Friday, February 22, 2013

Time=Lives Story of the Week: Michael Kaplan

“I’ve been a Type 1 diabetic since I was 12, so 31 years; and HIV positive for 20 years this March. I’ve been able to maintain good health, keep my viral load down, my t-cells up, which has allowed me to do the work I do.” – Michael Kaplan, President & CEO of AIDS United

It has been over thirty years since the emergence of the HIV/AIDS epidemic and thanks to incredible advancements in science, a diagnosis once tantamount to a death sentence is today managed in much the same way as a chronic disease. Great strides have been made in reducing the burden of HIV/AIDS, but this is a war still in progress.

A leading advocate for HIV/AIDS patients, policy, and research, Michael Kaplan is the president and CEO of AIDS United.  Born out of the merger of the National AIDS Fund and AIDS Action in late 2010, AIDS United’s mission is to end the AIDS epidemic in the United States by combining strategic grantmaking and capacity-building with national advocacy to ensure access to life-saving HIV/AIDS therapies and services, and advance key policy initiatives.

“As the successes of early treatment towards prevention merge with health care reform across the U.S.,” says Kaplan” the light at the end of the tunnel is only getting brighter.  I truly believe I’ll see the end of this epidemic in my lifetime."

Kaplan advocates for early testing and treatment as a way to dramatically decrease the number of new HIV/AIDS cases and help those already infected to start managing their illness as soon as possible. Like many currently incurable diseases, access to treatment is crucial. NIH research shows that the right drug cocktail can reduce a person’s ability to spread the virus to another by up to 96 percent.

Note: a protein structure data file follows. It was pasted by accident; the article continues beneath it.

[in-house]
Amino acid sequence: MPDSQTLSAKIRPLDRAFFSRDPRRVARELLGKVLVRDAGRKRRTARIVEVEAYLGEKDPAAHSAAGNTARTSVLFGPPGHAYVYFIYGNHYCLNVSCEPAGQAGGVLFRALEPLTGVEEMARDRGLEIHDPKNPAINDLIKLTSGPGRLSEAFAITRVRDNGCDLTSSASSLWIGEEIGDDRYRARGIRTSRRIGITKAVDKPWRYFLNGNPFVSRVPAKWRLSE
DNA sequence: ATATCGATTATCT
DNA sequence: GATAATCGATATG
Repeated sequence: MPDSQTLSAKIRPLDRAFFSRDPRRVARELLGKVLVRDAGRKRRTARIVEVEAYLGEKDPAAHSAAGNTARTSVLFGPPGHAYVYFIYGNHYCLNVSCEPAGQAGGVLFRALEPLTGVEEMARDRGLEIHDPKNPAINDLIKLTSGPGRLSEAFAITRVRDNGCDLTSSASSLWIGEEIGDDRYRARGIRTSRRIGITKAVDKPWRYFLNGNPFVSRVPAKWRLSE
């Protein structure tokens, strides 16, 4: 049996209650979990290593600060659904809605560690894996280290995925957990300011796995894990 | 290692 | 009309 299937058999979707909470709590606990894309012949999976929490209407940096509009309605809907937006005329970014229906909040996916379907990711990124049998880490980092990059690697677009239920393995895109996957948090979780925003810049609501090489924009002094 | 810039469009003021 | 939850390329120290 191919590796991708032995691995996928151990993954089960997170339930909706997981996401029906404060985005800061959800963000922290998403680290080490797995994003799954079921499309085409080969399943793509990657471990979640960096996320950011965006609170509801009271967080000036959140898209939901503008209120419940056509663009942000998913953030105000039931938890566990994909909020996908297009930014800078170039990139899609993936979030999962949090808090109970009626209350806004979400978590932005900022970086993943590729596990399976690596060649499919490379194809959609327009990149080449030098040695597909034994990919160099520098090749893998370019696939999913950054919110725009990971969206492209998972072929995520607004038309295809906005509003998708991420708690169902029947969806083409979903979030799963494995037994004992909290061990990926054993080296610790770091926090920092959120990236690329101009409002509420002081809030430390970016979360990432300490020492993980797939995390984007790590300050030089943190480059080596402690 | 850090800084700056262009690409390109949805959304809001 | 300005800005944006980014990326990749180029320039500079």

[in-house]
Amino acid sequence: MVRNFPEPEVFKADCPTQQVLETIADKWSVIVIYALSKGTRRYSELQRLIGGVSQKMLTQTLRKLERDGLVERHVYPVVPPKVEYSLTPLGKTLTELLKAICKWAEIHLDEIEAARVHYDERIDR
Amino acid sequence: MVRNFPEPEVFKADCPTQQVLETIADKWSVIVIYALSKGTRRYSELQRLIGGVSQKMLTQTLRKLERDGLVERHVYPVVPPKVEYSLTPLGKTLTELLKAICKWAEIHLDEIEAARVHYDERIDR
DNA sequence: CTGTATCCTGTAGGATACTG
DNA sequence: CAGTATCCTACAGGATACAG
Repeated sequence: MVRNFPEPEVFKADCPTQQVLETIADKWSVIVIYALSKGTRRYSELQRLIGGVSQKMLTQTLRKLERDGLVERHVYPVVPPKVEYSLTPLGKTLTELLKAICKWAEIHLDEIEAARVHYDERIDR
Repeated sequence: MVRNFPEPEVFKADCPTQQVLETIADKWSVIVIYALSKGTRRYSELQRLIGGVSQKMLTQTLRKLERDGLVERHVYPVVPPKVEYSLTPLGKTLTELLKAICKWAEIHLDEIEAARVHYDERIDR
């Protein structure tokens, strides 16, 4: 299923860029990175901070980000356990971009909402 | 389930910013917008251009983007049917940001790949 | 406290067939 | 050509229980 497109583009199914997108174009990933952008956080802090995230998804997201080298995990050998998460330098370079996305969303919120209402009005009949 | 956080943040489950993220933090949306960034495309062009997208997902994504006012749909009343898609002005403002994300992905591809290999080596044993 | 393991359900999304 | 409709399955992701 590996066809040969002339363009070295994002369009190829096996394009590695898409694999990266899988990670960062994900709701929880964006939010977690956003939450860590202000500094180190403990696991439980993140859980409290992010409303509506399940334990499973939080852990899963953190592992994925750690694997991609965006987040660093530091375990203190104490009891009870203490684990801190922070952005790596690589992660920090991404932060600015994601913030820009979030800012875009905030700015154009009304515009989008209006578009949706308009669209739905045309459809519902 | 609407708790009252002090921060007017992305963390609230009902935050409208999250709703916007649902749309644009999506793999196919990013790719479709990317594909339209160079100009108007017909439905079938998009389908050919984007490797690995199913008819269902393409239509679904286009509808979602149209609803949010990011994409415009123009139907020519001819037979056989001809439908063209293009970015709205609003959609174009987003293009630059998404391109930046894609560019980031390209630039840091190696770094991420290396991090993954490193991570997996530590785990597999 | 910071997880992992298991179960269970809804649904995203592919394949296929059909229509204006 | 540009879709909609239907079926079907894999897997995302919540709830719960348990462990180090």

Medical research discoveries from several fields have helped create many of the current medications HIV/AIDS patients depends upon today. Just as in the past, “fundamental basic research that is being done now is going to lead to things ten or fifteen years from now that we cannot predict,” said Dr. Anthony Fauci at a FasterCures' 2012 Celebration of Science event.

But with funding for research across all diseases at risk because of sequestration – looming, across-the-board budget cuts – support for the work of advocates like Michael and the science he helps to advance is more important than ever. Saving time in medical research means saving lives.  

See more stories about the power and promise of medical research, and tell us why medical research matters to you.

-- VISIT the campaign Web site
-- LIKE the Facebook page
-- TWEET with us at #TimeEqLives
-- DOWNLOAD and SHARE the Message
-- TELL us your story

Relevant Links:
-- Back to Basics: HIV/AIDS Advocacy as a Model for Catalyzing Change

No comments: